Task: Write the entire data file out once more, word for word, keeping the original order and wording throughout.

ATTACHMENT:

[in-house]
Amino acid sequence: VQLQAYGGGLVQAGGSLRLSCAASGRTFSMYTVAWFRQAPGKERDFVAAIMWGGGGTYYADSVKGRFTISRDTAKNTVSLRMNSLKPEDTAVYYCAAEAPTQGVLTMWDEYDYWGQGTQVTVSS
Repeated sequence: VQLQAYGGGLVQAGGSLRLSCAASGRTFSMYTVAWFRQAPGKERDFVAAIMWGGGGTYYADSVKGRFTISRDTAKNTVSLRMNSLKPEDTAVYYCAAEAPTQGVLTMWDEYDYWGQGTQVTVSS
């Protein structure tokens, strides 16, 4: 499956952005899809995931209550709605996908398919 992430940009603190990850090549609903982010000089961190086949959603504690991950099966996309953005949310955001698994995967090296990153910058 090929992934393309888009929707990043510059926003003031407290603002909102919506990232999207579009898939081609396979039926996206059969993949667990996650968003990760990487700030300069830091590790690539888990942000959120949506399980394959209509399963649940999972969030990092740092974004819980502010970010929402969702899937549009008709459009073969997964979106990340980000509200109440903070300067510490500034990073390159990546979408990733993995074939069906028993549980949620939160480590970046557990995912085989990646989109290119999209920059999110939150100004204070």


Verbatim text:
[in-house]
Amino acid sequence: VQLQAYGGGLVQAGGSLRLSCAASGRTFSMYTVAWFRQAPGKERDFVAAIMWGGGGTYYADSVKGRFTISRDTAKNTVSLRMNSLKPEDTAVYYCAAEAPTQGVLTMWDEYDYWGQGTQVTVSS
Repeated sequence: VQLQAYGGGLVQAGGSLRLSCAASGRTFSMYTVAWFRQAPGKERDFVAAIMWGGGGTYYADSVKGRFTISRDTAKNTVSLRMNSLKPEDTAVYYCAAEAPTQGVLTMWDEYDYWGQGTQVTVSS
């Protein structure tokens, strides 16, 4: 499956952005899809995931209550709605996908398919 992430940009603190990850090549609903982010000089961190086949959603504690991950099966996309953005949310955001698994995967090296990153910058 090929992934393309888009929707990043510059926003003031407290603002909102919506990232999207579009898939081609396979039926996206059969993949667990996650968003990760990487700030300069830091590790690539888990942000959120949506399980394959209509399963649940999972969030990092740092974004819980502010970010929402969702899937549009008709459009073969997964979106990340980000509200109440903070300067510490500034990073390159990546979408990733993995074939069906028993549980949620939160480590970046557990995912085989990646989109290119999209920059999110939150100004204070």